Seizing the lead at the top of the stretch, Exaggerator splashed past a tiring Nyquist and went on for a 3½-length victory over Cherry Wine. Exaggerator’s elusive victory over his nemesis came after four tough losses, including a runner-up finish to Nyquist in the Kentucky Derby.

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BALTIMORE — Despite the fog, the rain and an undefeated Kentucky Derby winner to contend with, Hall of Fame jockey Kent Desormeaux knew the best route to the Preakness winner’s circle with Exaggerator — stay inside and wait.

The rider who started his career in Maryland guided Exaggerator to a 3 ½-length victory over Cherry Wine in Saturday’s $1.5 million Preakness, ending any chance for a Triple Crown follow-up after American Pharoah accomplished the rare feat last year.

Kentucky Derby winner Nyquist was third in front of a record crowd of 135,256 that braved the rain.

Stride by stride, Exaggerator made up ground along the rail as Nyquist and Uncle Lino dueled for the lead.

“I had a dream trip,” he said. “To me it looked like Nyquist was trying to establish an outward position, maybe in the four path. He was jockeying for position all the way down the back side. And Exaggerator just kind of slid up the fence to the far turn where I actually got to slow him down and say ‘whenever I’m ready.’ ”

He was ready with 3/16ths of a mile to go, and splashed his way past Nyquist to finally beat his nemesis after four losses, including a runner-up finish in the Derby.

“It was an amazing race, and Exaggerator is an amazing horse,” Desormeaux said.

The day began on a somber note. Two horses died and a jockey was injured in the first four races.

It was 10 years ago when Gretchen and Roy Jackson’s Kentucky Derby winner Barbaro shattered bones in his right hind leg at the start of the Preakness. Seven months later, he was euthanized. The Jacksons’ 4-year-old filly, Pramedya, was euthanized on the track Saturday after she broke down during the fourth race. Jockey Daniel Centeno broke his right collar bone. Earlier, 9-year-old gelding Homeboykris won the first race, then collapsed and died.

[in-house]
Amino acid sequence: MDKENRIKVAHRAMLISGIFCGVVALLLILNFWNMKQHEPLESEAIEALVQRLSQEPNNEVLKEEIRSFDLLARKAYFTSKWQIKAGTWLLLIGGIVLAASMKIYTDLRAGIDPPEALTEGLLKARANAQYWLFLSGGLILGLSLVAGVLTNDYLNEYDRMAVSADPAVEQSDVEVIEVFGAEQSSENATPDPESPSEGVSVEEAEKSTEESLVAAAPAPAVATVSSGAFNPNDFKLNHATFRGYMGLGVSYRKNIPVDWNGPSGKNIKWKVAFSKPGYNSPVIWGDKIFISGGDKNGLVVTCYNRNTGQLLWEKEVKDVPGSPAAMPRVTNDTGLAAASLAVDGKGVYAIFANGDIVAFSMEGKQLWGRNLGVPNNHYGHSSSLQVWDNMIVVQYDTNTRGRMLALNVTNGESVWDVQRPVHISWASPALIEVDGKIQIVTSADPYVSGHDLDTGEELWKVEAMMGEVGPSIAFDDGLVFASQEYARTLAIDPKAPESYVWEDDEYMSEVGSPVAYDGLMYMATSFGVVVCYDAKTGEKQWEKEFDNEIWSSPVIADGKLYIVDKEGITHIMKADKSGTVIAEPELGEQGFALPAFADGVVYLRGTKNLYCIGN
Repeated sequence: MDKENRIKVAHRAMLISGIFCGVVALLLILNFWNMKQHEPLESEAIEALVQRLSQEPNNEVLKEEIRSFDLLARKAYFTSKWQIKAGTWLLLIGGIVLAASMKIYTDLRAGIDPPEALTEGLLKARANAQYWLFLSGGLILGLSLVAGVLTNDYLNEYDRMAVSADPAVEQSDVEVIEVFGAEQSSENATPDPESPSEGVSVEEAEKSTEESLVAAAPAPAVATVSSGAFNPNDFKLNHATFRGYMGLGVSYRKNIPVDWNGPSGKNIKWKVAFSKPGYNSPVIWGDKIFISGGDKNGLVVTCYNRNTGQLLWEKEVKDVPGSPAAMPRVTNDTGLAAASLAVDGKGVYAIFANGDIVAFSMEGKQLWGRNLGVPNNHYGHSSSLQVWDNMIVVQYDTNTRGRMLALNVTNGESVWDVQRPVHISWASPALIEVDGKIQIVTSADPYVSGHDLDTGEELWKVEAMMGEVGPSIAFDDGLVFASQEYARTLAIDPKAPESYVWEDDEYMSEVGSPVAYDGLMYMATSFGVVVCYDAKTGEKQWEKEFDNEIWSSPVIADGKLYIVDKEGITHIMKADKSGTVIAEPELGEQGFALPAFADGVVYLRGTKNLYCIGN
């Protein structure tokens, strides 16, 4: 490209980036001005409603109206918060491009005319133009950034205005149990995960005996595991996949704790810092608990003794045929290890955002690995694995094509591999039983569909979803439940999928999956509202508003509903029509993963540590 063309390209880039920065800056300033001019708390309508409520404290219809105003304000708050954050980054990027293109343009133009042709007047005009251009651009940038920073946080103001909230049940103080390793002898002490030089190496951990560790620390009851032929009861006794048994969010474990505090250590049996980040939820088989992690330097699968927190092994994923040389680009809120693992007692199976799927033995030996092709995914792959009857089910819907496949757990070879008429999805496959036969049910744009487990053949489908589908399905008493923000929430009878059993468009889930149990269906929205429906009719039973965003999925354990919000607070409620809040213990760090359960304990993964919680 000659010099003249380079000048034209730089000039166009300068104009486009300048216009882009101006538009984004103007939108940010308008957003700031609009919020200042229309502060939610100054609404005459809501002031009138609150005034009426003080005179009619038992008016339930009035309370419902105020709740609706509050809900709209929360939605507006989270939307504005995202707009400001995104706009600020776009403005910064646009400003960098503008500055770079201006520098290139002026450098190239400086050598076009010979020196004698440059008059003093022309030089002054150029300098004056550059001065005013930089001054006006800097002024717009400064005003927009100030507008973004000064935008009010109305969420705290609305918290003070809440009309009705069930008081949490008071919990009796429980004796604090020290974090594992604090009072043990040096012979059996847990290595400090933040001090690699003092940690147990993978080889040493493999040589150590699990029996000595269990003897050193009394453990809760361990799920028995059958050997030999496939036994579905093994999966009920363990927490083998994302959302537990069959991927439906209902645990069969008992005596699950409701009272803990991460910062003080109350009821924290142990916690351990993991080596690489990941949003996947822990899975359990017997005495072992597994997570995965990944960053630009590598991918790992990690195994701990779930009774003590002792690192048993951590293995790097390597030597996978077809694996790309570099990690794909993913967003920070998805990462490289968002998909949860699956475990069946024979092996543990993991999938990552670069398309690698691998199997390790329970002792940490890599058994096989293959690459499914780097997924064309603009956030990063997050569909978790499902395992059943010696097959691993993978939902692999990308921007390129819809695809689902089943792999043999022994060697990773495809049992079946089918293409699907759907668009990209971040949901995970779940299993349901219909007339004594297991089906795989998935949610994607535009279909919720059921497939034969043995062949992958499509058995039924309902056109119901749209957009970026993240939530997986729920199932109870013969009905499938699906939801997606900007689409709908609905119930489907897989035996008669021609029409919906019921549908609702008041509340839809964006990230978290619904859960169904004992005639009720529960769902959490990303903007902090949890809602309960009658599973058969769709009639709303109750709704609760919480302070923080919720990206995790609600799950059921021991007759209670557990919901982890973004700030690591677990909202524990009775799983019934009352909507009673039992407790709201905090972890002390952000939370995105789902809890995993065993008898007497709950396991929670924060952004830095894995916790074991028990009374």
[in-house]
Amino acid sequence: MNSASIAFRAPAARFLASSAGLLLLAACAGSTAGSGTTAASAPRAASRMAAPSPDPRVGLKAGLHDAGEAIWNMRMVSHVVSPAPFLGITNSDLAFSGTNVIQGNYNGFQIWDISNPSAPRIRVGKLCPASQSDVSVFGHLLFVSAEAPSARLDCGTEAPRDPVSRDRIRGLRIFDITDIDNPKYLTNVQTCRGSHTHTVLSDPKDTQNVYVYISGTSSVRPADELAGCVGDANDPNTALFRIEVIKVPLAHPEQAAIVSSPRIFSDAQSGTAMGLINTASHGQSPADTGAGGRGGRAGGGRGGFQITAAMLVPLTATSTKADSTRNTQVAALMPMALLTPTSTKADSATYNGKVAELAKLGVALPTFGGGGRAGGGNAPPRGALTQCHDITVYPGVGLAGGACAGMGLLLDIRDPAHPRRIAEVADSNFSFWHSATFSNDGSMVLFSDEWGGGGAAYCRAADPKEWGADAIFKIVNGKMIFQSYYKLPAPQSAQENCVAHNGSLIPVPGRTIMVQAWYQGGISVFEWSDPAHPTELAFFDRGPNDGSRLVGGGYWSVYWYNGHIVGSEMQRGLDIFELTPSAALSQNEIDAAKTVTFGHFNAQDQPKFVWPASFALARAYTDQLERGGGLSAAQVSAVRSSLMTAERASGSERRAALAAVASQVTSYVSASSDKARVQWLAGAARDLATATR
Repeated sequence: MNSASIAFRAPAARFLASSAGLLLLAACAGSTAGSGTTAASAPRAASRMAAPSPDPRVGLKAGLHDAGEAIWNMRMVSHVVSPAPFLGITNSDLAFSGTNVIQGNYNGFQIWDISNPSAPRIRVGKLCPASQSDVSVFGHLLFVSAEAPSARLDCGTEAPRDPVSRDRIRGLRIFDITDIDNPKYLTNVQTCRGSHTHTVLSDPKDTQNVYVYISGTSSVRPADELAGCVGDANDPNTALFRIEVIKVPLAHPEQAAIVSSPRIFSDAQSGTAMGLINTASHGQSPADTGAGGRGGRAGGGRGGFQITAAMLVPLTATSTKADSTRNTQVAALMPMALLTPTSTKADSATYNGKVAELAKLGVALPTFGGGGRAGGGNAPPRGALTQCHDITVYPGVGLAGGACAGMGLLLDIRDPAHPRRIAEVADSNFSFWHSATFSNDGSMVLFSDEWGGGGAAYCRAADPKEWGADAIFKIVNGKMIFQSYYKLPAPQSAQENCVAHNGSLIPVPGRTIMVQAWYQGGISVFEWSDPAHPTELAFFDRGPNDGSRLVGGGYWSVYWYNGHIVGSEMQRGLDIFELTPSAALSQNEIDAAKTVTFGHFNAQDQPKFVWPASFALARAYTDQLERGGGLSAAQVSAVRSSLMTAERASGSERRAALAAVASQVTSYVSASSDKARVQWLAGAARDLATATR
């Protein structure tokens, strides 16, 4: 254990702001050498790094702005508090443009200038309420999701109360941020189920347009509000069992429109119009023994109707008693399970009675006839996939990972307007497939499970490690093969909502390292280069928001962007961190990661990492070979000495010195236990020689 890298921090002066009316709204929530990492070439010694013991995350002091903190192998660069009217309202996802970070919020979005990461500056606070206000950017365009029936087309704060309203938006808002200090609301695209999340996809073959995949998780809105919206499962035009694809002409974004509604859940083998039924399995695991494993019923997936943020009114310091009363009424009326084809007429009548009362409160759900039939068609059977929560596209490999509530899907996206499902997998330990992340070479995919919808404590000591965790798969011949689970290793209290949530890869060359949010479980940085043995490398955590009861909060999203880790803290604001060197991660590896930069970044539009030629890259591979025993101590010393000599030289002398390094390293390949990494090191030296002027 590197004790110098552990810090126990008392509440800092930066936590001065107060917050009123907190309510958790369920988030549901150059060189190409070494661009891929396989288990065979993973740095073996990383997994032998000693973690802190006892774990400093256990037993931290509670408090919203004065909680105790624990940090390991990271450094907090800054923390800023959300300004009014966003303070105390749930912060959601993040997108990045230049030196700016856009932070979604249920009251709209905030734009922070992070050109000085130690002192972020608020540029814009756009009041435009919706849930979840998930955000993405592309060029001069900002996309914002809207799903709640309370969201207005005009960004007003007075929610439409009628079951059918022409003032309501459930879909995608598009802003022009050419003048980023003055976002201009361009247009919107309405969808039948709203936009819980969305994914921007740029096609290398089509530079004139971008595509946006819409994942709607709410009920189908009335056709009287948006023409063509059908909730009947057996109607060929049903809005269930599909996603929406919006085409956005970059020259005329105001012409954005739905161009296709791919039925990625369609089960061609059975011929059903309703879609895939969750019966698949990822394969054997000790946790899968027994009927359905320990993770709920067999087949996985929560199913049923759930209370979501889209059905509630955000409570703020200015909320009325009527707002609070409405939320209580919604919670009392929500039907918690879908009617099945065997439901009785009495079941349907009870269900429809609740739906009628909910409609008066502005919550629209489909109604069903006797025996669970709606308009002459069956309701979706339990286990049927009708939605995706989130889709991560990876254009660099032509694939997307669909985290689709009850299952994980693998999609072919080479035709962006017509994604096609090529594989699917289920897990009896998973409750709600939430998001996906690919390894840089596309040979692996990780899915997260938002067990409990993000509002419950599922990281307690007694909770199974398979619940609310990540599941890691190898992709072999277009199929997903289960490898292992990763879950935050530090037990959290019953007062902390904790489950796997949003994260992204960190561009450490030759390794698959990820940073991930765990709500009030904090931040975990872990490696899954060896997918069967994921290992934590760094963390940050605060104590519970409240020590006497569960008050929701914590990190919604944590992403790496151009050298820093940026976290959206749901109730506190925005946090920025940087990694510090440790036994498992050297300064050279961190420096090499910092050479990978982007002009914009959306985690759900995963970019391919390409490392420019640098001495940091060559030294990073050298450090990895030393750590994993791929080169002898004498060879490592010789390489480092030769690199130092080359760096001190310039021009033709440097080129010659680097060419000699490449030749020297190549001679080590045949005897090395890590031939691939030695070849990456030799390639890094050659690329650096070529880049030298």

Nyquist, who was unbeaten in eight career races, was the 3-5 favorite in the 11-horse field, with Exaggerator the second choice at 5-2. But this day was all Exaggerator.

The 3-year-old trailed by 13 lengths at one point but kept gaining ground along the rail. Desormeaux saw an opening around the final turn, angled outside and Exaggerator took over.

“I was actually trying to slow him down, asking him to wait,” Desormeaux said. “And he just blew up and felt like King Kong. And when I pitched him out, he did what he can do. He exploded.”

Exaggerator returned $7.20 to win, and the winning time in the 1 3/16th-mile race was 1:58.31.

Nyquist broke well under Mario Gutierrez, but his horse’s duel with 34-1 lonshot Uncle Lino was costly. When asked for his usual winning burst, Nyquist didn’t have it for the first time in his career.

“Hats off to Exaggerator and Team Desormeaux. What a great run,” Nyquist’s trainer, Doug O’Neill, said. “I didn’t think we could get beat, to be honest with you.”

Trained by Kent’s older brother, Keith, Exaggerator showed his talent in the slop once again. He won the Santa Anita Derby over a sloppy track. It was the first Preakness winner for the trainer who also began his career in Maryland, and the third for the Hall of Fame rider.

“I looked at him and he looked at me, and I got a fist pump,” Kent said. “That’s all we did.”